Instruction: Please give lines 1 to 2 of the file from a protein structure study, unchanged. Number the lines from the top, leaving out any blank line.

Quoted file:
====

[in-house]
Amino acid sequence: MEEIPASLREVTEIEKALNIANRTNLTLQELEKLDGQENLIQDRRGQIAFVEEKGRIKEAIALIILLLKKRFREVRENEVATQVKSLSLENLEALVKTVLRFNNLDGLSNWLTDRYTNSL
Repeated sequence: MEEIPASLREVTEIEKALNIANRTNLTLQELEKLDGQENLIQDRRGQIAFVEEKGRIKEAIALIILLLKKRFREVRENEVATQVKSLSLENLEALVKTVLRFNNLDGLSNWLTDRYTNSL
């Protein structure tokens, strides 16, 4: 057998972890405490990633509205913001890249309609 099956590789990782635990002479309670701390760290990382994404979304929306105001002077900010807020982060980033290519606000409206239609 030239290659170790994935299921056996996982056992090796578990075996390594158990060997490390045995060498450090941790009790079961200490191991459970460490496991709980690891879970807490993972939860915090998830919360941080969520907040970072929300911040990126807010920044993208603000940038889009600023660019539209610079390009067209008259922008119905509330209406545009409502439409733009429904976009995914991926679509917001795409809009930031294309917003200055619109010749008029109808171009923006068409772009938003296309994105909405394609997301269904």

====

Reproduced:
[in-house]
Amino acid sequence: MEEIPASLREVTEIEKALNIANRTNLTLQELEKLDGQENLIQDRRGQIAFVEEKGRIKEAIALIILLLKKRFREVRENEVATQVKSLSLENLEALVKTVLRFNNLDGLSNWLTDRYTNSL